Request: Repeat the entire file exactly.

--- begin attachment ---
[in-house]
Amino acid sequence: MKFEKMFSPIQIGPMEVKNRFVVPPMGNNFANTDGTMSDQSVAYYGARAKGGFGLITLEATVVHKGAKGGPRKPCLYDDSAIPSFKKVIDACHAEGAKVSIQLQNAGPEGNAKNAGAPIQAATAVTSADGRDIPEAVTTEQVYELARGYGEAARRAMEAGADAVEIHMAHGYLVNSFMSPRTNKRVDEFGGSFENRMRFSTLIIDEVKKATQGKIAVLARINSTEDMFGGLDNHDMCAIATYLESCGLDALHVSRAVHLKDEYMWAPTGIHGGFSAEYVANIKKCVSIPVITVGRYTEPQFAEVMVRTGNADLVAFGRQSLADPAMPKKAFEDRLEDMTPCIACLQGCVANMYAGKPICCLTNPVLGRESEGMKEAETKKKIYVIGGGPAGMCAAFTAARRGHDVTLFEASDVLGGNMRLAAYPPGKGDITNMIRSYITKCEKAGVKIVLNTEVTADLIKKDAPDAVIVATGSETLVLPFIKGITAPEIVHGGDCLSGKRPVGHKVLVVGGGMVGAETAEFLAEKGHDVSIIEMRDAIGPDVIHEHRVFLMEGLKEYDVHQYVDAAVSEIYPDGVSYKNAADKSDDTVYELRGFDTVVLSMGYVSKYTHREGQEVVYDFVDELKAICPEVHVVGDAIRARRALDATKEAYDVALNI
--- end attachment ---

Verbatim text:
[in-house]
Amino acid sequence: MKFEKMFSPIQIGPMEVKNRFVVPPMGNNFANTDGTMSDQSVAYYGARAKGGFGLITLEATVVHKGAKGGPRKPCLYDDSAIPSFKKVIDACHAEGAKVSIQLQNAGPEGNAKNAGAPIQAATAVTSADGRDIPEAVTTEQVYELARGYGEAARRAMEAGADAVEIHMAHGYLVNSFMSPRTNKRVDEFGGSFENRMRFSTLIIDEVKKATQGKIAVLARINSTEDMFGGLDNHDMCAIATYLESCGLDALHVSRAVHLKDEYMWAPTGIHGGFSAEYVANIKKCVSIPVITVGRYTEPQFAEVMVRTGNADLVAFGRQSLADPAMPKKAFEDRLEDMTPCIACLQGCVANMYAGKPICCLTNPVLGRESEGMKEAETKKKIYVIGGGPAGMCAAFTAARRGHDVTLFEASDVLGGNMRLAAYPPGKGDITNMIRSYITKCEKAGVKIVLNTEVTADLIKKDAPDAVIVATGSETLVLPFIKGITAPEIVHGGDCLSGKRPVGHKVLVVGGGMVGAETAEFLAEKGHDVSIIEMRDAIGPDVIHEHRVFLMEGLKEYDVHQYVDAAVSEIYPDGVSYKNAADKSDDTVYELRGFDTVVLSMGYVSKYTHREGQEVVYDFVDELKAICPEVHVVGDAIRARRALDATKEAYDVALNI